A few weeks back, I read an article in The Straits Times (28 Jan 2011) with the title “Nothing sells SIA like the Girl”. It was referring to the Singapore Girl that has been the iconic brand ambassador of Singapore Airlines. The airline has decided to bring back the Singapore Girl and have her play a prominent role in its new advertising campaign. According to the article, in the last five years the Singapore Girl had taken a back seat in Singapore Airline’s campaigns. In 2007, the airline decided to change its advertising agency from Batey Ads, the one that created and promoted the Singapore Girl to be such an icon, to TWBA. With the move many were asking whether the Girl should continue to be used as their brand icon. In response, I wrote an article stating that it would be a serious mistake for the airline to drop its most recognisable brand icon.
Would you drop the iconic prancing stallion logo of Ferrari?
Would you drop the ‘tick’ logo of Nike?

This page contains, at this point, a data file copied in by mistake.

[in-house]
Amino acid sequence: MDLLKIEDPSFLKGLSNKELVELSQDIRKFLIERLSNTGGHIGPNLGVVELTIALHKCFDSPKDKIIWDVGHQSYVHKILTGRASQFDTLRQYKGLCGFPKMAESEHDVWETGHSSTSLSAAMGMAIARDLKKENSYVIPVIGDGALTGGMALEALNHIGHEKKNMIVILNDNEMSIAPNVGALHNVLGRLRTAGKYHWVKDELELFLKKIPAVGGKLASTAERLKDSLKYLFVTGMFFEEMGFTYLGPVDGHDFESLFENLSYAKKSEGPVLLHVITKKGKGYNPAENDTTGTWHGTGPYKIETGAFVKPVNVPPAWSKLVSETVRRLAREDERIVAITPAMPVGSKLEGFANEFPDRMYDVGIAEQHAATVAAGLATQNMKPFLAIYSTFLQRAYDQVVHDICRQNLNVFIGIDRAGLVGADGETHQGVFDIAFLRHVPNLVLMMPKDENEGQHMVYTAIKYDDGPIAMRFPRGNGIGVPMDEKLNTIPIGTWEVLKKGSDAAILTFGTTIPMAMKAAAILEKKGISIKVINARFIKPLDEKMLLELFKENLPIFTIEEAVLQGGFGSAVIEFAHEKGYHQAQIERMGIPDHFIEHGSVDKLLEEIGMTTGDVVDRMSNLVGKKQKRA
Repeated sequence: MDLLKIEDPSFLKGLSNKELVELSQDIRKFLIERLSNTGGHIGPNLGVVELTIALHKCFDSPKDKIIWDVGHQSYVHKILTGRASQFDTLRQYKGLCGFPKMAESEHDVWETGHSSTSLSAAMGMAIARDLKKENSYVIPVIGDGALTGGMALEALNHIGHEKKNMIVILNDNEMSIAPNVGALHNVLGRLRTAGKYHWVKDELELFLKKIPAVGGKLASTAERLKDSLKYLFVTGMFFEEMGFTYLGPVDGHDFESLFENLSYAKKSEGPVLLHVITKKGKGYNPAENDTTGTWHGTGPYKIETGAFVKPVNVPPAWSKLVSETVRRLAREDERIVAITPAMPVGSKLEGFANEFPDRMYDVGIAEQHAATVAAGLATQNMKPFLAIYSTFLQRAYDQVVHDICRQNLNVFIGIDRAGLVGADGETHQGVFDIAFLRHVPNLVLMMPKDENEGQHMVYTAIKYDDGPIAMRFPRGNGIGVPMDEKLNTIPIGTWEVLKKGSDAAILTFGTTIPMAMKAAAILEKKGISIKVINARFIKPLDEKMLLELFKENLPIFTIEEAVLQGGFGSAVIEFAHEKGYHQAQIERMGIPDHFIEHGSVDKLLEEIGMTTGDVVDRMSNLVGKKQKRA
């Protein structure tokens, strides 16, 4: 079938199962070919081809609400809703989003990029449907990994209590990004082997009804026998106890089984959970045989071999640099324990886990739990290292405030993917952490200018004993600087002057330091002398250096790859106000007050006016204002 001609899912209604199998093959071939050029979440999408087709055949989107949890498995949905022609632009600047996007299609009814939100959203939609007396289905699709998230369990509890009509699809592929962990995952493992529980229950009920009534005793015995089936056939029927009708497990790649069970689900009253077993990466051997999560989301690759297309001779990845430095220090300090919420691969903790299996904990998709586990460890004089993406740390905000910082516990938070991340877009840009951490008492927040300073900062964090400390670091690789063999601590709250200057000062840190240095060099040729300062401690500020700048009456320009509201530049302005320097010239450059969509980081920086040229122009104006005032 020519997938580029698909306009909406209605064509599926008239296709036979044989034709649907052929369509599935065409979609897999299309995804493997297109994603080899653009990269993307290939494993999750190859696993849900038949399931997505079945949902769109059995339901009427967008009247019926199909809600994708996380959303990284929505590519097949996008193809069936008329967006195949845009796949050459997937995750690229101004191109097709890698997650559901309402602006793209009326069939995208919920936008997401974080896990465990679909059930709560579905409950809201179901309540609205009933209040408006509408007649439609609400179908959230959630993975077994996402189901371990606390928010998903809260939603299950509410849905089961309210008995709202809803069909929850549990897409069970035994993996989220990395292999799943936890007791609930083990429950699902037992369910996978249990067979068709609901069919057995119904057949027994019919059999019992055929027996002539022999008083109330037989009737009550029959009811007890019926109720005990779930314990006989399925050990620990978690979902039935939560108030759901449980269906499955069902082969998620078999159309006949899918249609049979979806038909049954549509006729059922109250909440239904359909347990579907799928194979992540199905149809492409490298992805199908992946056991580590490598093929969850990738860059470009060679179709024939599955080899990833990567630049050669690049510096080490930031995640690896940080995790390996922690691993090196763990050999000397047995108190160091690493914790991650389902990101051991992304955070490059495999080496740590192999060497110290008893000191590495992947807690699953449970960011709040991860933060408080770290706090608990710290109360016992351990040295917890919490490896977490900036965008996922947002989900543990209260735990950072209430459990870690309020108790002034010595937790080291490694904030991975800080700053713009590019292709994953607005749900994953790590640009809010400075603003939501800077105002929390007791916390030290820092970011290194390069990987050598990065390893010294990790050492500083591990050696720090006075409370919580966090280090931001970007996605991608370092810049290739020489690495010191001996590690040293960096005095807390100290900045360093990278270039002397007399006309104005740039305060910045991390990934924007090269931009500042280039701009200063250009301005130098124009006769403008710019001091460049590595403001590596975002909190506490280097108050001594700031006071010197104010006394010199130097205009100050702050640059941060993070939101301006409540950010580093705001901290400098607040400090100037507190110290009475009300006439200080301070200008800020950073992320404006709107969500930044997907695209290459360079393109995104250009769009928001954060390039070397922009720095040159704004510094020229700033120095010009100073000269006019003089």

Would you drop the pork floss bun from BreadTalk?
Would you drop the iconic contour bottle of Coca Cola? It did – it used the common ‘straight line’ bottles that were also being used by their competitors. But the company found out that its consumers had an overwhelming preference for the contour bottles – so it decided to bring it back.
You see, one of the most important aspects of a brand that makes it so valuable is its consistency. If you consistently link some feelings or values with your brand logo, then your brand logo will be seen to represent those feelings or values. When you take away your brand logo, then you are effectively taking away those feelings and values that have been linked to your brand. If you take away the Singapore Girl, the airline will become just another one of those (premium) airlines.